← The Rite Journey Begins

The RITE Journey Begins


Throughout the history of cultures from around the world, heroes have emerged from among us. A hero is generally accepted as a person who overcomes significant challenges while on a journey ultimately culminating in self-discovery and moral growth. They grow and develop into a better version of themselves. It is this concept of growth and development that is the underlying purpose of an annual program our College has coordinated since 2016 – The Rite Journey.

In a contemporary society where our youth are bombarded with images and messages about who they should be, how they should behave and interesting ways of navigating the emotional and physical challenges of adolescence, The Rite Journey aims to provide a positive and empowering framework that develops self-awareness, responsibility, resourcefulness and resilience in our young people. It aims to help them mature into collaborative, respectful and powerful young adults who are ready to begin exploring the world around them.

On Thursday, 15th July 2021, our Year 9 Students officially answered “The Call” of the Rite Journey which will take them through until the end of Semester One of next year. Students attended a ceremony, along with their parents, grandparents and mentors, that outlined their journey and challenged them to leave behind their childish ways and transition into adolescence leading towards adulthood. Armed with letters from their parents, which spoke to the uniqueness of each child, and the support of teachers and mentors, our students were introduced to the Rites of Passage they will experience throughout their journey.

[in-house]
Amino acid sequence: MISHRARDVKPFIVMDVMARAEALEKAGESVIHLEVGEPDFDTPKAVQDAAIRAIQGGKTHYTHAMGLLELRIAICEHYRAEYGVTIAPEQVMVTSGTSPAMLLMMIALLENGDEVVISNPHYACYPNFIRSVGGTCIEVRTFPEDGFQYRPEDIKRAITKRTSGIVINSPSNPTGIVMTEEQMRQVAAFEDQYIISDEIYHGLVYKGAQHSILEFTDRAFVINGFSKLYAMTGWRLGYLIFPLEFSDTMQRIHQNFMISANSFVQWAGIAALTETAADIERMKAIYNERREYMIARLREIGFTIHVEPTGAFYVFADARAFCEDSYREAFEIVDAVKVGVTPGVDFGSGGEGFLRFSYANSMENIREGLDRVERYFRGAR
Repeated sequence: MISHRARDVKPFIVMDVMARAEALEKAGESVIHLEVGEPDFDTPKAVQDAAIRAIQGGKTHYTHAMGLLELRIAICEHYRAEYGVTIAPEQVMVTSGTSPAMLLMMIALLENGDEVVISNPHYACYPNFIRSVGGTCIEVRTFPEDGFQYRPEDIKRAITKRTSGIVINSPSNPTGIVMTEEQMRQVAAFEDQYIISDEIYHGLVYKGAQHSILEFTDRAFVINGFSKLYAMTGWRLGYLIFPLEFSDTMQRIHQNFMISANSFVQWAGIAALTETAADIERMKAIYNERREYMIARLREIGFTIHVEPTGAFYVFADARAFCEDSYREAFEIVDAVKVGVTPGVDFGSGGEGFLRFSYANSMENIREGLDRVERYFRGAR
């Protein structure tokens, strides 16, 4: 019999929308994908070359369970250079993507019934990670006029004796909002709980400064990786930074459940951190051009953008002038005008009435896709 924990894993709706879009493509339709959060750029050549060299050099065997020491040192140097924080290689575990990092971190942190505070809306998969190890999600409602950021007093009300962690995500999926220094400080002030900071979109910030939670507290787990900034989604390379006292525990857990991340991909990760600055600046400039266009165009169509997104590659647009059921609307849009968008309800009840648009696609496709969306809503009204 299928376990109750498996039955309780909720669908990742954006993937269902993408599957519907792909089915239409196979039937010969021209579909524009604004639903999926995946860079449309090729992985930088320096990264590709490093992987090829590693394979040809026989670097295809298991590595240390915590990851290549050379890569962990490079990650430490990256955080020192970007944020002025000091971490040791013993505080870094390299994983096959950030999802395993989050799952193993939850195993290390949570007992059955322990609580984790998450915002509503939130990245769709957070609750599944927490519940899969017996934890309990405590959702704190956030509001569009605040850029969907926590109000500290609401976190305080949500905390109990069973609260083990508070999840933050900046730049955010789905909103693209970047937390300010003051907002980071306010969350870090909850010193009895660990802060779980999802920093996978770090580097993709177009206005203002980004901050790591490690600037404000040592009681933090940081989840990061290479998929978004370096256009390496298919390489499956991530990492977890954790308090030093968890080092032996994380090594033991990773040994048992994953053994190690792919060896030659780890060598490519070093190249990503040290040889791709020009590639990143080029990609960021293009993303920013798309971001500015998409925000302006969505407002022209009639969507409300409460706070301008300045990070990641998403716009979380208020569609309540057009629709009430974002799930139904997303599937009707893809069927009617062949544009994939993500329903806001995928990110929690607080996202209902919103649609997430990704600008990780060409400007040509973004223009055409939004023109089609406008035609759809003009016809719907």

The first part of their journey presented an opportunity to overcome challenges; both physical, mental and emotional. So it began as the very next morning saw the Year 9’s travel with their teachers to Mt. Walsh National Park. Located just outside of Biggenden, Mt. Walsh features open eucalypt forest with challenging trails that lead to the top of a small mountain. Bushwalkers describe the first part of the walk as an easy hike on a well-defined trail. As the path ascends, this walk becomes a scramble over rocks, fitting through tight crevasses and admiring stunning views as you reach greater and greater heights. The view from the very top offers a 360 degree perspective on the surrounding land and in good weather, you can just make out the township of Bundaberg. Travelling back down this mountain is a whole other story as you slip and slide your way to the bottom.

Head of Student Wellbeing, Mr James Marsman, had these words to offer the students before they left “...For some of you this challenge will be physical. It will be tough and demanding and there may be times where you will want to quit. For others, the challenge will be mental. The physicality might be something you thrive on, but it becomes a mental challenge of supporting your fellow students as they make this climb and avoid the temptation to leave behind everyone else and go it alone.”

For both students and teachers it was a physically exhausting day that resulted in different levels of recovery over the weekend (perhaps more so for the staff than the students). It was an unforgettable experience that will not be forgotten as they witnessed a new perspective of the world and experienced the sense of accomplishment that came with reaching far beyond their personal limits

Photos: Charles Hibbard, Sam Hodges, IOG photography